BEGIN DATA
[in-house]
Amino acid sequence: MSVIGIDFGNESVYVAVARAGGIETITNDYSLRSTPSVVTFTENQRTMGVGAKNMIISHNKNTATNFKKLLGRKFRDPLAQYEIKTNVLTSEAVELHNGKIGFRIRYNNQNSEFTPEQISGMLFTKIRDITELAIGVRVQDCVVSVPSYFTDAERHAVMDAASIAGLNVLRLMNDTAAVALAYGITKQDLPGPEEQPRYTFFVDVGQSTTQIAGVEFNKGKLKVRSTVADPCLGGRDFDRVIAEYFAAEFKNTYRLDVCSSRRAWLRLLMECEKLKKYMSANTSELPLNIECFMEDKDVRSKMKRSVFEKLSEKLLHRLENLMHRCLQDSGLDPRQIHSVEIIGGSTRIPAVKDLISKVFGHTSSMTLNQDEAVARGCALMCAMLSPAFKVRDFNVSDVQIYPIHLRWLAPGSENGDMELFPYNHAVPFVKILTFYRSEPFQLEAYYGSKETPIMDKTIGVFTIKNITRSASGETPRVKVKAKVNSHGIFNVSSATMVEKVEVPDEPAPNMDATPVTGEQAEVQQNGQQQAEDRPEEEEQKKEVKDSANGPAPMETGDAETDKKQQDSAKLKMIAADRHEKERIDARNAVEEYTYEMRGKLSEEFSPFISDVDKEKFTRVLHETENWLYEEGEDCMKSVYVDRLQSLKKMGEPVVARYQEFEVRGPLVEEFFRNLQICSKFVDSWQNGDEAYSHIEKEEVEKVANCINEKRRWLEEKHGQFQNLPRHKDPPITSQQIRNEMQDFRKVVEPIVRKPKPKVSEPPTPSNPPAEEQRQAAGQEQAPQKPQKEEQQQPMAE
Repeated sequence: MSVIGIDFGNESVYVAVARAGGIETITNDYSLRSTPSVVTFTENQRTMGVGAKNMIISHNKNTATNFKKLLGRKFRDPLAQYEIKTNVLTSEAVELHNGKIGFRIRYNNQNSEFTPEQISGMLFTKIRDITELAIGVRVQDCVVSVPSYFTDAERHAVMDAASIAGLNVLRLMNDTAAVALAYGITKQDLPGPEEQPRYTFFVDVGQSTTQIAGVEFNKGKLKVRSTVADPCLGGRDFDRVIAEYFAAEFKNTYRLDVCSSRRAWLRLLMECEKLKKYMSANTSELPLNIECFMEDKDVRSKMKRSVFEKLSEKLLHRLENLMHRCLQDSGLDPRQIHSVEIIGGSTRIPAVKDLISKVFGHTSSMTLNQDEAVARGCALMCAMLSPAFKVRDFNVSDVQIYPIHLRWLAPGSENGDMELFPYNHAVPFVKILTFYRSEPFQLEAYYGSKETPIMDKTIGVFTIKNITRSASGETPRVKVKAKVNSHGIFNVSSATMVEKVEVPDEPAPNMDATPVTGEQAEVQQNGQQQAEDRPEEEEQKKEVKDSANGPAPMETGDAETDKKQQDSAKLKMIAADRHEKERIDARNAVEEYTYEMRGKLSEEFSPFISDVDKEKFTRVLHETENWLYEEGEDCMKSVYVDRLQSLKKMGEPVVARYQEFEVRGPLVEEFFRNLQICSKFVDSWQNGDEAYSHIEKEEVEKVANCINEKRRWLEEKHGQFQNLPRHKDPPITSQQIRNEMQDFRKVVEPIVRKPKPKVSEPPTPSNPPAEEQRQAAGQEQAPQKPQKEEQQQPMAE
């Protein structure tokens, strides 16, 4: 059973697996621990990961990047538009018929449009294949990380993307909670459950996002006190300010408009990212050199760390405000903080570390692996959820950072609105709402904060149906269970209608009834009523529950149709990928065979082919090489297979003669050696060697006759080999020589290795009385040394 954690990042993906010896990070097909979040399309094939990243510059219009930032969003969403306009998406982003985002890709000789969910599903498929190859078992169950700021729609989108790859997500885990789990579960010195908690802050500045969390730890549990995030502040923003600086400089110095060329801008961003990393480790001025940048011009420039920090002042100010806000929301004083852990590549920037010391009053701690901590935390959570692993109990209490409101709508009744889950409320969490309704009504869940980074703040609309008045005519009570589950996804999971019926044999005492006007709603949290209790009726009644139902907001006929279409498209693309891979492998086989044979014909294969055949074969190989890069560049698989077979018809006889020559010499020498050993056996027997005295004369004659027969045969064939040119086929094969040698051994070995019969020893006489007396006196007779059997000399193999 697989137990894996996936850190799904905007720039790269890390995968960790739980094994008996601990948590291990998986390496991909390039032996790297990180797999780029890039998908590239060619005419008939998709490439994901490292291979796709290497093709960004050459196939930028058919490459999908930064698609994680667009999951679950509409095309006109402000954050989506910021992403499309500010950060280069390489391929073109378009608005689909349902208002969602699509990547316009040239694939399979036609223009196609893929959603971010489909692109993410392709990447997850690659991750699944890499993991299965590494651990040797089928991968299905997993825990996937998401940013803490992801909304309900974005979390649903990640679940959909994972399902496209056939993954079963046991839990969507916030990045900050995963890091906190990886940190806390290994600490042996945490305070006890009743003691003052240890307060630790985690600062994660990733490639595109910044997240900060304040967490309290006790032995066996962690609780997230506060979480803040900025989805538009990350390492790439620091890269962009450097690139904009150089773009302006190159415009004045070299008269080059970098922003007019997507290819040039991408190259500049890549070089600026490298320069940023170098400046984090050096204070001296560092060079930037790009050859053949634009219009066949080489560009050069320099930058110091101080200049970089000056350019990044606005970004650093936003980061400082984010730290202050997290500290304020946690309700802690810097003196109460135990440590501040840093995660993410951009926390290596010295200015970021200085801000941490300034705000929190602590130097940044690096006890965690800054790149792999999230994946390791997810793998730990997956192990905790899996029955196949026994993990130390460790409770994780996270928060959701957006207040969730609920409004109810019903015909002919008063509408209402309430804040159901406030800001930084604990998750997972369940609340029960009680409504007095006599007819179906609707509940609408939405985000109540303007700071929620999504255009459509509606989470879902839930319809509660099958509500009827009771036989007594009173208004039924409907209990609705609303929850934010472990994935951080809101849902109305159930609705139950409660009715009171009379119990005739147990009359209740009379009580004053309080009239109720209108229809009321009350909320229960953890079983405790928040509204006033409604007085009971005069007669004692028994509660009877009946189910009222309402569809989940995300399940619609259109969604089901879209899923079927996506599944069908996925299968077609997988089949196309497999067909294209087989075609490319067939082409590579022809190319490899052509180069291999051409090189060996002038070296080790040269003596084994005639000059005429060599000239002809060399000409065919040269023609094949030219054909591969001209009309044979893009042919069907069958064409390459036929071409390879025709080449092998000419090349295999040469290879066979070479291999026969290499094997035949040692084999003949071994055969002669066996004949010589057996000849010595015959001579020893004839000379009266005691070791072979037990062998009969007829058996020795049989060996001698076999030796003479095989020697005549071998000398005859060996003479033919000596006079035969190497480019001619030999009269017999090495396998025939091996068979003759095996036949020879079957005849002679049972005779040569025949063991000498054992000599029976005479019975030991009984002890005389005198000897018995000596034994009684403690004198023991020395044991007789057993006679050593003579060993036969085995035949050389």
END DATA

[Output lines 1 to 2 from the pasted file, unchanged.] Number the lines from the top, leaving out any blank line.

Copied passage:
[in-house]
Amino acid sequence: MSVIGIDFGNESVYVAVARAGGIETITNDYSLRSTPSVVTFTENQRTMGVGAKNMIISHNKNTATNFKKLLGRKFRDPLAQYEIKTNVLTSEAVELHNGKIGFRIRYNNQNSEFTPEQISGMLFTKIRDITELAIGVRVQDCVVSVPSYFTDAERHAVMDAASIAGLNVLRLMNDTAAVALAYGITKQDLPGPEEQPRYTFFVDVGQSTTQIAGVEFNKGKLKVRSTVADPCLGGRDFDRVIAEYFAAEFKNTYRLDVCSSRRAWLRLLMECEKLKKYMSANTSELPLNIECFMEDKDVRSKMKRSVFEKLSEKLLHRLENLMHRCLQDSGLDPRQIHSVEIIGGSTRIPAVKDLISKVFGHTSSMTLNQDEAVARGCALMCAMLSPAFKVRDFNVSDVQIYPIHLRWLAPGSENGDMELFPYNHAVPFVKILTFYRSEPFQLEAYYGSKETPIMDKTIGVFTIKNITRSASGETPRVKVKAKVNSHGIFNVSSATMVEKVEVPDEPAPNMDATPVTGEQAEVQQNGQQQAEDRPEEEEQKKEVKDSANGPAPMETGDAETDKKQQDSAKLKMIAADRHEKERIDARNAVEEYTYEMRGKLSEEFSPFISDVDKEKFTRVLHETENWLYEEGEDCMKSVYVDRLQSLKKMGEPVVARYQEFEVRGPLVEEFFRNLQICSKFVDSWQNGDEAYSHIEKEEVEKVANCINEKRRWLEEKHGQFQNLPRHKDPPITSQQIRNEMQDFRKVVEPIVRKPKPKVSEPPTPSNPPAEEQRQAAGQEQAPQKPQKEEQQQPMAE